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Feeding fibre for performance – written by Jeremy Scott

Published on 13/12/2016

  • Feeding fibre for performance – written by Jeremy Scott

Feeding fibre for performance – written by Jeremy Scott


For a racehorse to perform to its ability its needs the right type of fuel and in the right quantities to allow for maximum effort.

In its natural state a horse, like most herbivores, will eat little and often, constantly nibbling away.

However, when a horse is in training, the energy intake, fed in the form of carbohydrates (grain) will increase and this will be fed as part of its daily ration – in our case four times a day at 6am, 12.30pm, 5pm and 11pm.

As a horse is a natural trickle feeder, it still needs to have constant access to roughage (hay/haylage) in order to keep its gut healthy.

At Holworthy Farm, our aim is to reproduce the way a horse naturally feeds are far as possible, while at the same upping the energy intake, so they are fed ad lib haylage or hay, depending on the horse.

A common problem in racing is that horses do not consume enough calories to maintain their optimal weight and they will self-limit their intake. With rigorous training schedules and the fact that some thoroughbreds expend a lot of nervous energy it can be a challenge to provide adequate nutrition to horses in training.

The key, and why feeding horses is so often referred to as an art, is getting the balance right between the energy you feed and the roughage. By feeding our horses four times they are presented with smaller meals and this can act as a stimulus and encourage them to eat.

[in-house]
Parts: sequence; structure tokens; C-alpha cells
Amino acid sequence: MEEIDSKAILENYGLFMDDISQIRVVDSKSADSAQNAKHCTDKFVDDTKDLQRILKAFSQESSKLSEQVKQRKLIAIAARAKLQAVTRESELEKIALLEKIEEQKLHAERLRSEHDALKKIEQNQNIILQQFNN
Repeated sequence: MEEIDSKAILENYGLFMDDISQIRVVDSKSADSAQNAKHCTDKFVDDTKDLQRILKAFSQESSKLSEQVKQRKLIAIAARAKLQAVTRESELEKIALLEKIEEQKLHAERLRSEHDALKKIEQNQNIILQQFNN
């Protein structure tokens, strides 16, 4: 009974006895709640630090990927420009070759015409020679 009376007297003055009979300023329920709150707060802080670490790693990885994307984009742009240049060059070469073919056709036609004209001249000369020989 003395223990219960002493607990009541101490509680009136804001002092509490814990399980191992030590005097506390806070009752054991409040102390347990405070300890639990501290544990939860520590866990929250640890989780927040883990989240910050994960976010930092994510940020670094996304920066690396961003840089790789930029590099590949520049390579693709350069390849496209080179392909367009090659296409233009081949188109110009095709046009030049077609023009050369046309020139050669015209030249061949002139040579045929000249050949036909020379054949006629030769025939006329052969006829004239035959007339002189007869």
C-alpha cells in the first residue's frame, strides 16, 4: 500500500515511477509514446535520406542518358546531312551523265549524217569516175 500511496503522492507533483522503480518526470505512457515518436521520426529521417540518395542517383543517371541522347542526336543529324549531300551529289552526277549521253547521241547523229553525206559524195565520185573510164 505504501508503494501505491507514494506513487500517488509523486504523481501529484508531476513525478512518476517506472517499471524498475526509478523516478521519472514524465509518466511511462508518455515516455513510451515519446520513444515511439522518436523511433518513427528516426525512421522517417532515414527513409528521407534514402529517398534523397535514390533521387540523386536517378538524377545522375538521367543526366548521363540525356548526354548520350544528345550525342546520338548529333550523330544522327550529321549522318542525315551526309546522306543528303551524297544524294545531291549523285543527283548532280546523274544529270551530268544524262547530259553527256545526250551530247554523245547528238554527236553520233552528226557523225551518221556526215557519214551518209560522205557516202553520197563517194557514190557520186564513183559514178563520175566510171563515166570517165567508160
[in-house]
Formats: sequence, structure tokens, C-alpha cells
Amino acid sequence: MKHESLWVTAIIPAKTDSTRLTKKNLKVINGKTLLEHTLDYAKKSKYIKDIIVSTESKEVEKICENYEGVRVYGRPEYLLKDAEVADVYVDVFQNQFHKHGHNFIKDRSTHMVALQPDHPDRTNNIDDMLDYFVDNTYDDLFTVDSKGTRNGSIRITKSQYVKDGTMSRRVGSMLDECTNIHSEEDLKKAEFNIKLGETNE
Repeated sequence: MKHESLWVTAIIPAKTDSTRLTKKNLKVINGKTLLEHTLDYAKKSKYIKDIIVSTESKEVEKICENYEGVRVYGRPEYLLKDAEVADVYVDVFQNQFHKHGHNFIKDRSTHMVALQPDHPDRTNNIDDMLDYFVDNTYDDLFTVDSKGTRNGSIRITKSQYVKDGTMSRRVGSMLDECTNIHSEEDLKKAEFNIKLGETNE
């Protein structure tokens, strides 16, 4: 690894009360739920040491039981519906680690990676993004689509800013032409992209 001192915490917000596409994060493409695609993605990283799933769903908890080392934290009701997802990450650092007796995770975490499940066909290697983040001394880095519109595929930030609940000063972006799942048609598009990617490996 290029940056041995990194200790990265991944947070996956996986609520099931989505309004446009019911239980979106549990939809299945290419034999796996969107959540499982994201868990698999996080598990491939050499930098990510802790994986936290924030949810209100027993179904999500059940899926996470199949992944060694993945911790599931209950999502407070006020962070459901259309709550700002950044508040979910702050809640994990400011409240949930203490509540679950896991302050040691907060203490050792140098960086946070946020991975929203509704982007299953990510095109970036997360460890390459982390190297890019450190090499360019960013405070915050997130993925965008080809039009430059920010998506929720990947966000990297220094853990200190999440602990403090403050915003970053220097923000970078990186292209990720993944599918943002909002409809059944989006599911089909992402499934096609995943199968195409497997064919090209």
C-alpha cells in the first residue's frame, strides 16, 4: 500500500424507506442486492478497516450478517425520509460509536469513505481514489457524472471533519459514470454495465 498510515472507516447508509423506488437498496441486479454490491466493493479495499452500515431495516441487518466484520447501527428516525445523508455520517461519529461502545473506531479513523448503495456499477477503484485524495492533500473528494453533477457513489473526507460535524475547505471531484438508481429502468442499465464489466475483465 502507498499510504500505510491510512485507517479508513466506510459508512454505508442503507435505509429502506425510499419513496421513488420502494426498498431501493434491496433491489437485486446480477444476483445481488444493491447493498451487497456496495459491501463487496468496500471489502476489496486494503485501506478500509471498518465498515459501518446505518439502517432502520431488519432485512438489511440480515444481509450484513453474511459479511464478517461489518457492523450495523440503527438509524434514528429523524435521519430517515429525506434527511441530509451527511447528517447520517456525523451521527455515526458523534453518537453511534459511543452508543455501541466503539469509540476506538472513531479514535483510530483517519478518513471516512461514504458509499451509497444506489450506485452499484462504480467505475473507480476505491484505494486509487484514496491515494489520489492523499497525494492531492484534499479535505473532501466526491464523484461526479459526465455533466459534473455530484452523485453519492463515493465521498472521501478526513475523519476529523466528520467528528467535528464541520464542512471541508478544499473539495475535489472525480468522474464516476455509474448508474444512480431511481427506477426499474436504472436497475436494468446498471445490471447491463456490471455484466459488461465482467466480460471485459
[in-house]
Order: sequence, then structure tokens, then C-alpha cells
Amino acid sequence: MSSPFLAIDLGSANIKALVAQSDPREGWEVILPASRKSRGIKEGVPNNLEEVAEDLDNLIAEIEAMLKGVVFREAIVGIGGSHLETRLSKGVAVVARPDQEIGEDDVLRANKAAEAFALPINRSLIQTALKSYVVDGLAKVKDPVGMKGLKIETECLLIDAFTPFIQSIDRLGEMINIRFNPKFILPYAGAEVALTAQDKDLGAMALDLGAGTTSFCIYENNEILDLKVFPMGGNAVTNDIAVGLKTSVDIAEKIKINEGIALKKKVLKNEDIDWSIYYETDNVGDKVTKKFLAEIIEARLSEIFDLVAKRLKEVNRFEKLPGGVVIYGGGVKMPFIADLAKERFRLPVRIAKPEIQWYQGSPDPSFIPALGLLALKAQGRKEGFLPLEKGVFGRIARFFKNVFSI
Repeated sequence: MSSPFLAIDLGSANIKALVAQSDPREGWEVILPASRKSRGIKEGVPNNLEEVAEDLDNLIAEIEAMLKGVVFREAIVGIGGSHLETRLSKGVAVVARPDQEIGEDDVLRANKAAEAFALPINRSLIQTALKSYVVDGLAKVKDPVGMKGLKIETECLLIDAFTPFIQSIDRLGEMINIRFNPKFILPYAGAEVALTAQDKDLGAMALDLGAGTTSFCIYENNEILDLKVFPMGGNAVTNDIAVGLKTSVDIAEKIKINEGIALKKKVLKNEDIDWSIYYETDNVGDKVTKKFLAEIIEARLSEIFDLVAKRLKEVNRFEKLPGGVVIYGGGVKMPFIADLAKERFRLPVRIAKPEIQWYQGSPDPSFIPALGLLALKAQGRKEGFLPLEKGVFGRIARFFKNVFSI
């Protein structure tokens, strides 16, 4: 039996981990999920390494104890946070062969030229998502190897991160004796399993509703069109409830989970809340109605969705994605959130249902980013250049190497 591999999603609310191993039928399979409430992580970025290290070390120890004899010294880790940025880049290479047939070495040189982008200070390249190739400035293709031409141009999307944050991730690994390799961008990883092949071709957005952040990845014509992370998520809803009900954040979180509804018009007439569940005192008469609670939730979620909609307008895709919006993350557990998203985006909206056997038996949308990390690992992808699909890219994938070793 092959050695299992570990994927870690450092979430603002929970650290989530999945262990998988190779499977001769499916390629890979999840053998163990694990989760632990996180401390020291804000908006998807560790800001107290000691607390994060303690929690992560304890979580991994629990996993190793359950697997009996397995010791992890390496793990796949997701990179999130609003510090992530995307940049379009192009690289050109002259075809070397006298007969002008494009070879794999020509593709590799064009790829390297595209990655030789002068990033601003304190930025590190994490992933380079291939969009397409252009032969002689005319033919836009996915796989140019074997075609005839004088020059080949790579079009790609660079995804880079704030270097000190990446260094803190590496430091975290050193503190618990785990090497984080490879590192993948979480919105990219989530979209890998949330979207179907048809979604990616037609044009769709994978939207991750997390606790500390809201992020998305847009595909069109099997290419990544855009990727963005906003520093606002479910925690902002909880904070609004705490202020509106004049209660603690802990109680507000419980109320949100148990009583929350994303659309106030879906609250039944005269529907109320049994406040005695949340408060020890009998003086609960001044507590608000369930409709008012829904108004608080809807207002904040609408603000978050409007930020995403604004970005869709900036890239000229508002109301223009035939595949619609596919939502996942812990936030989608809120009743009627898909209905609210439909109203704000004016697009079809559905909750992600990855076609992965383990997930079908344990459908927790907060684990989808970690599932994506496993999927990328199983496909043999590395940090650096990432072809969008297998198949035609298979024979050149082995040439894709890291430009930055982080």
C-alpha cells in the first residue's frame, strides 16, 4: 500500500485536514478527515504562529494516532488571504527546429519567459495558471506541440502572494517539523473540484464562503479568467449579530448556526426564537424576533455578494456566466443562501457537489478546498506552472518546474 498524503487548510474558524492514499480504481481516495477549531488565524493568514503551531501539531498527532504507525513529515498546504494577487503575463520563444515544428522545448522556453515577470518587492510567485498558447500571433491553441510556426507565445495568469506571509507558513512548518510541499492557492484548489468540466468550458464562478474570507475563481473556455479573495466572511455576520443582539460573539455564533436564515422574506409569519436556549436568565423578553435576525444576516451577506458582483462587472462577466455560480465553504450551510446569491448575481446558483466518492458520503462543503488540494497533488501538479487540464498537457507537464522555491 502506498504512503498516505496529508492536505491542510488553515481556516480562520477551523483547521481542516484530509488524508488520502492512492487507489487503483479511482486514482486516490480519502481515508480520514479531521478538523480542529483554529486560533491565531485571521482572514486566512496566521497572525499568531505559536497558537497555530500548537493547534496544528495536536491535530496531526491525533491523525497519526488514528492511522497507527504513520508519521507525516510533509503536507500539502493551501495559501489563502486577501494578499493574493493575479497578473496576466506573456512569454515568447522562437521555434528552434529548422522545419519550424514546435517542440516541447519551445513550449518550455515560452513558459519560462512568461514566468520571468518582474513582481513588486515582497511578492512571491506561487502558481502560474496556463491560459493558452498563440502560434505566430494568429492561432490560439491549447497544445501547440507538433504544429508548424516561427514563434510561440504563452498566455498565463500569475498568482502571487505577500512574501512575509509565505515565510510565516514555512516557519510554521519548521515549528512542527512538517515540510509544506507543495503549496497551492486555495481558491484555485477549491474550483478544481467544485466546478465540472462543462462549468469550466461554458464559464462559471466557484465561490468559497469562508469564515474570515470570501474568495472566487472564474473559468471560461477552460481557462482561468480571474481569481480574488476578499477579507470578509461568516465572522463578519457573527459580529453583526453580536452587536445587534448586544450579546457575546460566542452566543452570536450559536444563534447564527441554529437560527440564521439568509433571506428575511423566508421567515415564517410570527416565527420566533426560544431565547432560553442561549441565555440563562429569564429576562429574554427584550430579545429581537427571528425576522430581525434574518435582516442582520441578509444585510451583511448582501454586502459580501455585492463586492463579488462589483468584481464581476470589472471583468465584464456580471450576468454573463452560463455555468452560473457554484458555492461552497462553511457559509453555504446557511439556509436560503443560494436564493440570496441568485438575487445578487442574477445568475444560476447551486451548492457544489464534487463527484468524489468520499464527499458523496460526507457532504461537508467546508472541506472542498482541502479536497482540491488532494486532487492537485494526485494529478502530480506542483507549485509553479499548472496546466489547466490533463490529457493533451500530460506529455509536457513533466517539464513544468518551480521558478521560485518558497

Also, by keeping their stomachs healthy the number of horses with stomach ulcers  is reduced. That said, we do still have horses that have this problem. We scoped a few recently choosing those that we felt weren’t doing as well on their feed and others that had a nervous disposition. Interestingly, we had more cases of ulcers in the horses with a more nervous disposition than the fussy eaters.

Giving horses high energy feed on an empty stomach can increase the risk of stomach ulcers so in order to reduce this from occurring we will mix alfalfa with their first morning feed as an additional source of fibre. This will reduce the effect of acid on an empty stomach. Many racing yards will give a hard feed in the morning, then exercise and then provide roughage but we do not feel this is conducive to keeping them healthy inside.

We also adapt the feed according to the horse and overfeeding is almost worse than underfeeding because of the various associated problems. When we trained County Derry he would tie up so we worked closely with Spillers horse feeds to devise a diet that was high fibre (roughage) low starch (carbohydrate) as the grain increased his chance of tying up. 


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